Non-fiction – memoir; Kindle edition; Black Inc; 254 pages; 2013.
It seems fitting to review Alice Pung’s memoir Her Father’s Daughter on the 44th anniversary of the end of the Cambodian Civil War (17 January 1968 – 17 April 1975) and the beginning of a new deadly period in Cambodian history.
When the war ended, the Communist Party of Kampuchea (aka the Khmer Rouge) took power. During its four-year reign, the Khmer Rouge arrested, tortured and executed more than a million citizens in what is now known as the Cambodian genocide. (Around a million more died of disease and starvation.)
Alice Pung, an Australian-born writer, editor and lawyer, is the daughter of two Cambodians who fled the killing fields of the Khmer Rouge. Her parents sought asylum in Australia in 1980, and this memoir charts Alice’s early adulthood when she unearths the story of her father’s frightening past and comes to understand some of his peculiar, over-protective behaviours.
A startling story
Her Father’s Daughter is a startling and often beautiful story, grim in places but also warm and funny and heartfelt — and totally engrossing.
Unusually for a memoir, it is written in the third person (perhaps, I suspect, to provide some emotional distance for the writer), which lends it an other-worldly, almost fictional, feel.
Her father had named her Alice because he believed this new country to be a Wonderland, where anything was possible if only she went along with his unfailing belief. His patriotism rang truer and more annoying than any bogan supremacist’s. ‘Australians all let us rejoice, for we are young and free.’ This to him was the most beautiful national anthem in the world. There was golden soil and wealth for toil. Who wanted to be anywhere else? In other countries, where their anthems were all about rinsing the land in blood of the brothers?
It examines Pung’s growing realisation that her father has been deeply traumatised by past events at the same time that she, herself, is trying to stand on her own two feet as a young independent woman. Keen to forge out on her own, she’s often annoyed by her father’s meddling, his inability to understand her need to travel and explore the world, his hurt when she won’t heed his advice to settle down and get married, to eschew a potential career in law for one helping him run his Retravision store.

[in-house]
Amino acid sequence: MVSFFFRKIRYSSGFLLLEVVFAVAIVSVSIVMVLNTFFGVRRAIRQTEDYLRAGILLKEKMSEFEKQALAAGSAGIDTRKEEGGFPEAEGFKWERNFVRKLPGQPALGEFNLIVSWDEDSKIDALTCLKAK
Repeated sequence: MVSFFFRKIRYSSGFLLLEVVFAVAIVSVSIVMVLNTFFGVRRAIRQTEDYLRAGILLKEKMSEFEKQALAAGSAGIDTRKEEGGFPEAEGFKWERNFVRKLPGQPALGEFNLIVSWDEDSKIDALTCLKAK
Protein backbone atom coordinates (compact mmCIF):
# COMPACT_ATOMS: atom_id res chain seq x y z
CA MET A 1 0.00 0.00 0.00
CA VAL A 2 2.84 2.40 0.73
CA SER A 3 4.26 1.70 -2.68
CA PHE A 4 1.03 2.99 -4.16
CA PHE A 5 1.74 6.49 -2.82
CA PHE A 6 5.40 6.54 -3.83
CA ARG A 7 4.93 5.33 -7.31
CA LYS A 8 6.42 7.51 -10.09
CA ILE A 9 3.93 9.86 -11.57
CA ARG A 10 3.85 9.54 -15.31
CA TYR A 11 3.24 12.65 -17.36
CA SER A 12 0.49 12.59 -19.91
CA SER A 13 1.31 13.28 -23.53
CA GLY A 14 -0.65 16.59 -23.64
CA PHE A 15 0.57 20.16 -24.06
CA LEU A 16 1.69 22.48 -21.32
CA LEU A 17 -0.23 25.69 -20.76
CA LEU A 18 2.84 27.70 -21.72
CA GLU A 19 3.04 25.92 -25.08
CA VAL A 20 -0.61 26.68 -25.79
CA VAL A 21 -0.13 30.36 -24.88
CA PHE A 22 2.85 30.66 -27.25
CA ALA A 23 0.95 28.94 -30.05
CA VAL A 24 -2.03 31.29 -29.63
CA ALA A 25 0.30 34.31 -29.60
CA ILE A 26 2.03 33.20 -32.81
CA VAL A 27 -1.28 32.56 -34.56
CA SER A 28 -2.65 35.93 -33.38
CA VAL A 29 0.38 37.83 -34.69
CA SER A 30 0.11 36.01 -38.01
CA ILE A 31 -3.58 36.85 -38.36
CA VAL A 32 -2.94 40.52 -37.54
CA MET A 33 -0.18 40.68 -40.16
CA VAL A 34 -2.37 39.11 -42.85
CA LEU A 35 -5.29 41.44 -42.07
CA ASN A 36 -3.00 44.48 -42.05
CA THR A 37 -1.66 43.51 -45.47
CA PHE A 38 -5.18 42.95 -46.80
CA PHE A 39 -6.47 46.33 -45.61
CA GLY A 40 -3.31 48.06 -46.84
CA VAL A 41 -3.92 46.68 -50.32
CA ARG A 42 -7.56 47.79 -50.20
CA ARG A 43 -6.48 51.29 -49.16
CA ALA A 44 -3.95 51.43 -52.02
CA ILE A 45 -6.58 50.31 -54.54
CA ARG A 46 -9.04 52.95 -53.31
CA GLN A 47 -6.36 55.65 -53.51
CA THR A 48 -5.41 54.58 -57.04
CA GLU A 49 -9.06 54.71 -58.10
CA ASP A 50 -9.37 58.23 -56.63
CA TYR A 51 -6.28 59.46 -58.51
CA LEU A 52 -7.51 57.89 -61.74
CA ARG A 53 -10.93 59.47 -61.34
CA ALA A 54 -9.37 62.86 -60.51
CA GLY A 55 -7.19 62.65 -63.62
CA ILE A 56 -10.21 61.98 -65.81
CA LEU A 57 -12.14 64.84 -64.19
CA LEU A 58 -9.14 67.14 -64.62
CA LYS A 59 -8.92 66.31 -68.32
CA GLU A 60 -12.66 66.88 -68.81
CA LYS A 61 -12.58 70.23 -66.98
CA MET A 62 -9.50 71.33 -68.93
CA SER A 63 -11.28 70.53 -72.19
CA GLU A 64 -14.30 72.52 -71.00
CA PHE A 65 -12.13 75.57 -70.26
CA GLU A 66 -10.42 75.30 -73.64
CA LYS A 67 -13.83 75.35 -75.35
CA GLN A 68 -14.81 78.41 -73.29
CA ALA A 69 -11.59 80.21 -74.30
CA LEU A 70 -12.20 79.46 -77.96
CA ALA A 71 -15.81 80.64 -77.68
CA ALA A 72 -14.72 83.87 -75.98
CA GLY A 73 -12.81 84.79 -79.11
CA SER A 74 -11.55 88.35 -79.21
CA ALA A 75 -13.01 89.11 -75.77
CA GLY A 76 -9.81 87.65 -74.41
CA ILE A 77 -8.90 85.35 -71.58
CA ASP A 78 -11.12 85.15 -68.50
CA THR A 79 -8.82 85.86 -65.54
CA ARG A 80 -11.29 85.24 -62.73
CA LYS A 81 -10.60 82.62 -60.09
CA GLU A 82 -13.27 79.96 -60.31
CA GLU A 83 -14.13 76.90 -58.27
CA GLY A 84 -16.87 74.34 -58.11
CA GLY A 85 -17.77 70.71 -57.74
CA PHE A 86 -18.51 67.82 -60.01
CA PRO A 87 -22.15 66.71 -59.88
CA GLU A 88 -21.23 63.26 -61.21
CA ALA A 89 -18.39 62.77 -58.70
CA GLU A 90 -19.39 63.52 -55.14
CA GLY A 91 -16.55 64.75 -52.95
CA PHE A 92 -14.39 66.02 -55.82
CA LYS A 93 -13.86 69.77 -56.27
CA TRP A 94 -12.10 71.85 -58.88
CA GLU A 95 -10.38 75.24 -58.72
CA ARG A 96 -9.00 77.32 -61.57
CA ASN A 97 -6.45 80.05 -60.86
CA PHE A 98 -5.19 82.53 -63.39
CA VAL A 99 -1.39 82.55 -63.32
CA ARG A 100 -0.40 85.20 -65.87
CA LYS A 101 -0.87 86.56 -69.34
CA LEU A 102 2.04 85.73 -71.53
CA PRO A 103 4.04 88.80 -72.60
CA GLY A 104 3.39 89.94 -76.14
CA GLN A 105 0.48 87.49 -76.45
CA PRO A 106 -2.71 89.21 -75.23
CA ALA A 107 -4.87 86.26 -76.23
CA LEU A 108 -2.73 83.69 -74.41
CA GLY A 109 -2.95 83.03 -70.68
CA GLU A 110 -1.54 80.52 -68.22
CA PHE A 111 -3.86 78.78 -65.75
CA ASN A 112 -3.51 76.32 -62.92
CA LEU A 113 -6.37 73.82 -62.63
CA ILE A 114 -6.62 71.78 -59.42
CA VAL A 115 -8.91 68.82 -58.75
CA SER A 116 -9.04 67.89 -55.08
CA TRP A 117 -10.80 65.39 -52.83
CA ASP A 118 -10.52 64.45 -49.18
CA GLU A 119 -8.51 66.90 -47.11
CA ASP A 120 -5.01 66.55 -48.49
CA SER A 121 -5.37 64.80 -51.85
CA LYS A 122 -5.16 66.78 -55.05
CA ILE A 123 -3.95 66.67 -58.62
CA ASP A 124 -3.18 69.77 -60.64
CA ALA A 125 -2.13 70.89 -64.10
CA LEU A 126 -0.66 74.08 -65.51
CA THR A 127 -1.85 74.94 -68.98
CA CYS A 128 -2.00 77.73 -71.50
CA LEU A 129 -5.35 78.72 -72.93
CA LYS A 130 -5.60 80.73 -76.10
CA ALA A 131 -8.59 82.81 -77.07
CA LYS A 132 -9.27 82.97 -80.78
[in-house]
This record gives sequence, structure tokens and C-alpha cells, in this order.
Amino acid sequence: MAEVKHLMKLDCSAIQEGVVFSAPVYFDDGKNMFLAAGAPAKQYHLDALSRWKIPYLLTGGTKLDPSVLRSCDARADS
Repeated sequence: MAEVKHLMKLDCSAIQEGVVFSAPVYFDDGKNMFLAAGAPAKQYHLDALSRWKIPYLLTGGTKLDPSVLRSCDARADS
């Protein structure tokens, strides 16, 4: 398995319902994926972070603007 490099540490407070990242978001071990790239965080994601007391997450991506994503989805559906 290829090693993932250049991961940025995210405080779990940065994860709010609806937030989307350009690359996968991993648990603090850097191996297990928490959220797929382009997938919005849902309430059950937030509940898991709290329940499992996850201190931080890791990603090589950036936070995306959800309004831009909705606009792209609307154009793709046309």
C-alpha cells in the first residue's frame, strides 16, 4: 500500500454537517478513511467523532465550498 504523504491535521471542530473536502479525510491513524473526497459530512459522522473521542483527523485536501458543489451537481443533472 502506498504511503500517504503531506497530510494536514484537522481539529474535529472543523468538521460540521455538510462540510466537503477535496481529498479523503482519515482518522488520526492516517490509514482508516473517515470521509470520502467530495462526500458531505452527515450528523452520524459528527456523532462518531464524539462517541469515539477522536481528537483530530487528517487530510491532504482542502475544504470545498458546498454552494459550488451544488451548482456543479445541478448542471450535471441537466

To live a happy life, he believes, you need a healthy short-term memory, a slate that can be wiped clean every morning, like one of those toys he bought for his daughter when she was young – an Etch A Sketch. If you turned it upside down and shook it, your art disappeared.
It’s only when she begins to dig into her father’s story that she is able to understand that his fears for her future and her happiness come from a very dark place. She travels to China and Cambodia, meeting family members and other survivors, and hearing their harrowing tales of deprivation, torture and survival.
There is a lot of death in this story, but there are funny moments too. Pung paints her father as a quirky character with odd character traits, but she does so with fondness and respect. It reads very much as a love letter to him.
And the prose, so astonishing in its clarity of thought and vision and honesty, in its preparedness to discuss difficult topics, is often wry and always original. Her sentences have a dark beauty to them, as these examples show:
His parting gift was a pomegranate from his travels. He gave her an orb of perfect seeded gems encased in incarnadine, but inside her ribcage was rotting fruit.
She didn’t feel too independent. There had been hours of loitering alone, feeling lost, feeling like there were feral kittens fighting in her solar plexus.
The skies were clear then too, and the stars winked like unforgiving blades.
I really loved this story, for its honesty, its courage, its inspiration and its love. In exploring her own Asian roots and telling her father’s own troubled history, Pung has crafted a powerful story about tenacity, family heritage, intergenerational trauma — and hope.
Her Father’s Daughter was shortlisted for numerous awards in Australia and won the Non-Fiction Prize in the 2011 Western Australian Book Awards.
For another take on this book, please see Karenlee Thompson’s eloquent review, which has been posted on Lisa’s blog.
If you liked this, you might also like:
‘First They Killed My Father: A Daughter of Cambodia Remembers’ by Loung Ung: an emotionally wrenching memoir about Ung’s traumatic childhood under the Khmer Rouge.